I am struggling with the calculations of the current limiting resistor for my circuit so I wanna ask you guys for help. I've tried doing this calculations on online calculators and by myself with math but the results i get are all different from different sources. I have 9x 1W green LED's which I want to drive using 12V 2A switching power supply but by my lame beginner electronics calculations that's not enough it seems and this is why I need your help too. This is the scheme I am trying to figure out: My circuit

Most of my calculations are suggesting that for R1 I need to use 3,9ohm 5W resistor. As noted on the image each LED should be supplied with 3V 300mA. I read many different resistor calculations but I cant figure out the right way for my circuit since I don't really know many things in electronics. I would appreciate if any of you could provide explanation how to calculate such circuit and help me out, or if you have any better idea of how I should build this thing. I will make a video about my build and post it on YouTube and I will make sure to mention all of you.

  • \$\begingroup\$ As mentioned in other answers, take a look at electronics.stackexchange.com/q/22291/49251 \$\endgroup\$
    – Greg d'Eon
    Apr 12 '15 at 13:54
  • \$\begingroup\$ thanks @Gregd'Eon for your informational link, but have in mind my green leds are meant to be driven by 3.4V at 350mA thats why i am lowering the performance and supply just to be sure that the leds will be safe. i had several circuits build with multiple leds in parallel and series in the past, the parallel ones showed to be much more efficient. same circuit build with 30 0.5mm leds 20mA white leds, ones in parallel and ones in series on 3V alkaline batteries, the parallel ones keept going after one whole month without lowering intensity and the series ones died after one week. \$\endgroup\$ Apr 12 '15 at 20:00

I would not use one resistor for all LED branches. Use one resistor for each LED branch.


simulate this circuit – Schematic created using CircuitLab


R= 12-9 / 3e-1 = 10 Ohms
Pr= 12-9 * 3e-1 = 0.9W

Your 12V 2A switching power supply has required current output for driving 3x300mA branches. It might flicker or get hot.

You should also try experiment with connecting 4 LEDs in series and limit the current with resistor (it will be much cheaper and smaller).

  • 1
    \$\begingroup\$ When you put the LEDs in series, the current does not add up. He'll need a 10 Ohm resistor, which will dissipate about 1W. The total consumption of the 3 branches is 0.9A, so the power supply should be fine. \$\endgroup\$
    – svens
    Apr 12 '15 at 12:14
  • \$\begingroup\$ My bad, will correct... \$\endgroup\$
    – Triak
    Apr 12 '15 at 17:21
  • \$\begingroup\$ thanks for suggestion and explanation. so i would need to use a resistor with 10Ohms at least 2W? \$\endgroup\$ Apr 12 '15 at 19:52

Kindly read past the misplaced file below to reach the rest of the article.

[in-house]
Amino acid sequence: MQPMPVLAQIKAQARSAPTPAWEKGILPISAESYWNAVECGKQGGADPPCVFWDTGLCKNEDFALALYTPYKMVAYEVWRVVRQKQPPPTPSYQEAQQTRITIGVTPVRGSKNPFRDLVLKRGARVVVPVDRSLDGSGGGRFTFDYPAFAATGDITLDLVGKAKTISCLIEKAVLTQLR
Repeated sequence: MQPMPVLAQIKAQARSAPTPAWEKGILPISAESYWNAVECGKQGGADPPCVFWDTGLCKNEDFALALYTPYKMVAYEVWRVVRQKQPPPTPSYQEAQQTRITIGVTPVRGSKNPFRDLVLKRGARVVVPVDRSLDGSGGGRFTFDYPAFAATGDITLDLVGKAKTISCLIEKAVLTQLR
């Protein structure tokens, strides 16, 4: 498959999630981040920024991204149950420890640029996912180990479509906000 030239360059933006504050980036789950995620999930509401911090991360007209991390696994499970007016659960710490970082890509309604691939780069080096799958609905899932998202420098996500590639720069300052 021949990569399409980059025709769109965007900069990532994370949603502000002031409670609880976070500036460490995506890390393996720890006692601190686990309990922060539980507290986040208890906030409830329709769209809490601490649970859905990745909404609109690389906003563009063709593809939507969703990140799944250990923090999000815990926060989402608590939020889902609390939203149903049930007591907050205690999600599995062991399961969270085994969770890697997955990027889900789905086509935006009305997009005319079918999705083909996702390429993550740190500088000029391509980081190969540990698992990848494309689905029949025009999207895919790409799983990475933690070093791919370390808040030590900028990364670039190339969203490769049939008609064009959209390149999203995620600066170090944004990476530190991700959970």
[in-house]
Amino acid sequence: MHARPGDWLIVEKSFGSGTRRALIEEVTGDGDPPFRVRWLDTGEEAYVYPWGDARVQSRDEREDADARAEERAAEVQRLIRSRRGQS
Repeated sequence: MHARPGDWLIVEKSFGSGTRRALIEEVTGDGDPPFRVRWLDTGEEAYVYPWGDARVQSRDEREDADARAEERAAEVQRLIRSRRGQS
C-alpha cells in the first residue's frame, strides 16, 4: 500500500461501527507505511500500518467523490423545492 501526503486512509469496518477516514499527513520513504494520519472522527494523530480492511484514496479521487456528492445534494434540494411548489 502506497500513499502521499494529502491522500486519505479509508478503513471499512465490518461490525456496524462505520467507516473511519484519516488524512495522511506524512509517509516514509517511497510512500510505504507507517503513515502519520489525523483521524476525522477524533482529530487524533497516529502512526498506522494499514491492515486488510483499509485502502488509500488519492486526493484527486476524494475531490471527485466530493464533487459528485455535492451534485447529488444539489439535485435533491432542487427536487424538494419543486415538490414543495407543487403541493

Each string of series LEDs needs its own current limiting resistor. This of course simplifies the problem conceptually. Trying to feed parallel strings of LEDs with a common resistor is a potential disaster because one string will hog all the current and may destroy itself with over-current.

Look at the following picture. It shows the forward voltage-current relationship of a typical white LED: -

enter image description here

Manufacturing tolerances might make one LED draw a wide range of currents for a fixed voltage applied to its terminals. If you applied another LED in parallel one LED might take virtually all the current whilst the 2nd LED took virtually zero - this is the problem of not using a seperate resistor for each string of LEDs.

  • \$\begingroup\$ thanks for your suggestion but to keep it simple (for a beginner mind like mine) your saying that if one string fails the others will burn out? \$\endgroup\$ Apr 12 '15 at 19:54
  • \$\begingroup\$ I'm saying that one string will draw more current than another because all LEDs are not exact devices and this will potenially burn out then, when it does the next string might burn out etc.. \$\endgroup\$
    – Andy aka
    Apr 12 '15 at 20:33
  • \$\begingroup\$ true, but this leds are meant to be driven at 3.4V at 350mA so i am way lower than the normal operating values... \$\endgroup\$ Apr 13 '15 at 2:14
  • \$\begingroup\$ Lets say three LEDs in series on one string develpoed a voltage of 3x 3.3 volts - that's 9.9 volts. This leaves 2.1 volts across a 3R9 resistor implying a current of 538 mA. By having another string in parallel doesn't mean that all that current is equally shared. The next string (on its own) could be at 3x 3.4 volts = 10.2 volts implying a current of 462mA BUT with only 9.9 volts across the string it might take maybe 50mA leaving 488mA thru the string of LEDs that develop a smaller terminal voltage. \$\endgroup\$
    – Andy aka
    Apr 13 '15 at 8:57
  • \$\begingroup\$ aha now i get you. \$\endgroup\$ Apr 13 '15 at 9:26

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